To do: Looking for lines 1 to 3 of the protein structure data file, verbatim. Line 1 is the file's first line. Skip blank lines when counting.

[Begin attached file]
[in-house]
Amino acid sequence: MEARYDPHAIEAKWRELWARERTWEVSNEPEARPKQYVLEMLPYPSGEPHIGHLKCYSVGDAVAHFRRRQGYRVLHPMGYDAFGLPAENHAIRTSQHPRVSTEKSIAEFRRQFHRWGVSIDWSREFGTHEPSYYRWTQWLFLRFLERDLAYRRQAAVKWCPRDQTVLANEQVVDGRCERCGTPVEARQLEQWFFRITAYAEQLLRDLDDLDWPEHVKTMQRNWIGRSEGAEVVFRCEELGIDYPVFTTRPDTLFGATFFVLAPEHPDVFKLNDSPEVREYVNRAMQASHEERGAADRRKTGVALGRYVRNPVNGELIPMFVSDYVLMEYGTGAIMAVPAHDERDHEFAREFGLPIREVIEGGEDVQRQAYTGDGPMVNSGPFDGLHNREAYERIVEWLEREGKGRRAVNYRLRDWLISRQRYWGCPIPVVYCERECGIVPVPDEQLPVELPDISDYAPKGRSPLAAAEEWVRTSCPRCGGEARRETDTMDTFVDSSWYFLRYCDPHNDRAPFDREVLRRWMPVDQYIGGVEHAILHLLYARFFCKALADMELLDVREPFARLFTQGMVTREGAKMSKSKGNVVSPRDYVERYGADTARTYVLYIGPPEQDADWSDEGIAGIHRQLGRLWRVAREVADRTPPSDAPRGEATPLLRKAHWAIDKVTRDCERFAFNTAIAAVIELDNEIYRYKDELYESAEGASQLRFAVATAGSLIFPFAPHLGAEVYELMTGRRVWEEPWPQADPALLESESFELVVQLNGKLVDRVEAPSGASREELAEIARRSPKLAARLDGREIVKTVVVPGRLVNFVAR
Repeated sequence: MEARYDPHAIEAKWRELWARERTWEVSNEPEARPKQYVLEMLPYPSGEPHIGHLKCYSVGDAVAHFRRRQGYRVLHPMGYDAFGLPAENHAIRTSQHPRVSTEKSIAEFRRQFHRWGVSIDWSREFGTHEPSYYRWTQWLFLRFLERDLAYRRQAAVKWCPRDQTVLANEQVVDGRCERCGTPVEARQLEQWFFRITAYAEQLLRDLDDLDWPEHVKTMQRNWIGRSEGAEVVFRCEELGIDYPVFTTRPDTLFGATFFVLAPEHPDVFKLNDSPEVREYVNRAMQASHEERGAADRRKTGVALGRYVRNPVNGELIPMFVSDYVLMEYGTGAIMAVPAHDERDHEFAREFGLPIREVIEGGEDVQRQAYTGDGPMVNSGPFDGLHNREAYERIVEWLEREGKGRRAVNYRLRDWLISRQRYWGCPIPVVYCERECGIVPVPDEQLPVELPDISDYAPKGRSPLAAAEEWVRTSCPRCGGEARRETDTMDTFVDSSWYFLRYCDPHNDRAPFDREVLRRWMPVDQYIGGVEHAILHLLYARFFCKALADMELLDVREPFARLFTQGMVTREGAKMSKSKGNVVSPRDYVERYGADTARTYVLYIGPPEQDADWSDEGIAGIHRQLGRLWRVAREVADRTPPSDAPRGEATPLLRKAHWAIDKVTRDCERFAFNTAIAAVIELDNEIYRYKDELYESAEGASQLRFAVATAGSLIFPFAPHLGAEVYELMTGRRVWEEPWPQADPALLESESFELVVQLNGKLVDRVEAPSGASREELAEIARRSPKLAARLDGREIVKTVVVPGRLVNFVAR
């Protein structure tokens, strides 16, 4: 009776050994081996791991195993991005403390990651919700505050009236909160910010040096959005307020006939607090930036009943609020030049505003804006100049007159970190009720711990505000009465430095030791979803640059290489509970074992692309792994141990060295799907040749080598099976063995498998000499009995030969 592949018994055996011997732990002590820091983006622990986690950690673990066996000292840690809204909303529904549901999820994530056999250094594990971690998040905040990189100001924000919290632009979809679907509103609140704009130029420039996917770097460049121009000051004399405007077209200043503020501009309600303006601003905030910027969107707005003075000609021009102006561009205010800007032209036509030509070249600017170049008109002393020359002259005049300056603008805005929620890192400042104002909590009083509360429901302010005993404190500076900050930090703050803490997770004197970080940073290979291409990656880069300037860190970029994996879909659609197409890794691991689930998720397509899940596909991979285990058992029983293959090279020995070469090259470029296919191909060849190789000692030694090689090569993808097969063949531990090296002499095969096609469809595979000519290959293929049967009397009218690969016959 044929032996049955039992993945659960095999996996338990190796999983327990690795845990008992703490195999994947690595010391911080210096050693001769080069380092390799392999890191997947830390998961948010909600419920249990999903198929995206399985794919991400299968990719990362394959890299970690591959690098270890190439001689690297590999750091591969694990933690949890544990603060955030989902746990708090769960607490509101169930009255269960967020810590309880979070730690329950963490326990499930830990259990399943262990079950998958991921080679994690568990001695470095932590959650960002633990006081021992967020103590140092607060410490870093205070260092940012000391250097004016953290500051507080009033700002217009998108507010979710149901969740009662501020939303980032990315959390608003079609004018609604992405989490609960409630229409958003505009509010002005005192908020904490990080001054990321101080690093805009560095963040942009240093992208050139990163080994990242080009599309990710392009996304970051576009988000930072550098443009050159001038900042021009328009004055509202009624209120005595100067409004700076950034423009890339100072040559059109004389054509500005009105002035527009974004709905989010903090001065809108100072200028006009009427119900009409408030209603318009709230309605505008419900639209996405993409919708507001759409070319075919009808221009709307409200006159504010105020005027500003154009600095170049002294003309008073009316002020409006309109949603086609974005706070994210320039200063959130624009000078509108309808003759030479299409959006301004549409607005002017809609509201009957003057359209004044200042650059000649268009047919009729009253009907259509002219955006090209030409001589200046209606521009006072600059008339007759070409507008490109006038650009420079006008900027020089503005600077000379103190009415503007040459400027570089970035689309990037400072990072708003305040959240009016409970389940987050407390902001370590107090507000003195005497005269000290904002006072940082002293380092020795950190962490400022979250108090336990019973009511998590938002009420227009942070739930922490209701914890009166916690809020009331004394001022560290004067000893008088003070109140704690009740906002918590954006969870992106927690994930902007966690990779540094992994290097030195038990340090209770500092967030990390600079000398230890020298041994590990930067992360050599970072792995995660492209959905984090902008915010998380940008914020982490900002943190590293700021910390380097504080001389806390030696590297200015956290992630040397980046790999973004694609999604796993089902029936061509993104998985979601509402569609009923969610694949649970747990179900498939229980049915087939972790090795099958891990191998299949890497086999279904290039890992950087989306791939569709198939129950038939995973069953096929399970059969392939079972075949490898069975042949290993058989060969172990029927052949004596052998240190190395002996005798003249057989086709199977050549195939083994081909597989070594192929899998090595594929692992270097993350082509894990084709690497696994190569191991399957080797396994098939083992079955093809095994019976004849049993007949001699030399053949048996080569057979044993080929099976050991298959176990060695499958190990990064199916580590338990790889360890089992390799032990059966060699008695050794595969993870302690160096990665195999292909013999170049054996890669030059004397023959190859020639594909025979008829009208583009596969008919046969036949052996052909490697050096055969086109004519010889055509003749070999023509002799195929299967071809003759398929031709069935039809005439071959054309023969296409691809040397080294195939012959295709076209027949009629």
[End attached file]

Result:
[in-house]
Amino acid sequence: MEARYDPHAIEAKWRELWARERTWEVSNEPEARPKQYVLEMLPYPSGEPHIGHLKCYSVGDAVAHFRRRQGYRVLHPMGYDAFGLPAENHAIRTSQHPRVSTEKSIAEFRRQFHRWGVSIDWSREFGTHEPSYYRWTQWLFLRFLERDLAYRRQAAVKWCPRDQTVLANEQVVDGRCERCGTPVEARQLEQWFFRITAYAEQLLRDLDDLDWPEHVKTMQRNWIGRSEGAEVVFRCEELGIDYPVFTTRPDTLFGATFFVLAPEHPDVFKLNDSPEVREYVNRAMQASHEERGAADRRKTGVALGRYVRNPVNGELIPMFVSDYVLMEYGTGAIMAVPAHDERDHEFAREFGLPIREVIEGGEDVQRQAYTGDGPMVNSGPFDGLHNREAYERIVEWLEREGKGRRAVNYRLRDWLISRQRYWGCPIPVVYCERECGIVPVPDEQLPVELPDISDYAPKGRSPLAAAEEWVRTSCPRCGGEARRETDTMDTFVDSSWYFLRYCDPHNDRAPFDREVLRRWMPVDQYIGGVEHAILHLLYARFFCKALADMELLDVREPFARLFTQGMVTREGAKMSKSKGNVVSPRDYVERYGADTARTYVLYIGPPEQDADWSDEGIAGIHRQLGRLWRVAREVADRTPPSDAPRGEATPLLRKAHWAIDKVTRDCERFAFNTAIAAVIELDNEIYRYKDELYESAEGASQLRFAVATAGSLIFPFAPHLGAEVYELMTGRRVWEEPWPQADPALLESESFELVVQLNGKLVDRVEAPSGASREELAEIARRSPKLAARLDGREIVKTVVVPGRLVNFVAR
Repeated sequence: MEARYDPHAIEAKWRELWARERTWEVSNEPEARPKQYVLEMLPYPSGEPHIGHLKCYSVGDAVAHFRRRQGYRVLHPMGYDAFGLPAENHAIRTSQHPRVSTEKSIAEFRRQFHRWGVSIDWSREFGTHEPSYYRWTQWLFLRFLERDLAYRRQAAVKWCPRDQTVLANEQVVDGRCERCGTPVEARQLEQWFFRITAYAEQLLRDLDDLDWPEHVKTMQRNWIGRSEGAEVVFRCEELGIDYPVFTTRPDTLFGATFFVLAPEHPDVFKLNDSPEVREYVNRAMQASHEERGAADRRKTGVALGRYVRNPVNGELIPMFVSDYVLMEYGTGAIMAVPAHDERDHEFAREFGLPIREVIEGGEDVQRQAYTGDGPMVNSGPFDGLHNREAYERIVEWLEREGKGRRAVNYRLRDWLISRQRYWGCPIPVVYCERECGIVPVPDEQLPVELPDISDYAPKGRSPLAAAEEWVRTSCPRCGGEARRETDTMDTFVDSSWYFLRYCDPHNDRAPFDREVLRRWMPVDQYIGGVEHAILHLLYARFFCKALADMELLDVREPFARLFTQGMVTREGAKMSKSKGNVVSPRDYVERYGADTARTYVLYIGPPEQDADWSDEGIAGIHRQLGRLWRVAREVADRTPPSDAPRGEATPLLRKAHWAIDKVTRDCERFAFNTAIAAVIELDNEIYRYKDELYESAEGASQLRFAVATAGSLIFPFAPHLGAEVYELMTGRRVWEEPWPQADPALLESESFELVVQLNGKLVDRVEAPSGASREELAEIARRSPKLAARLDGREIVKTVVVPGRLVNFVAR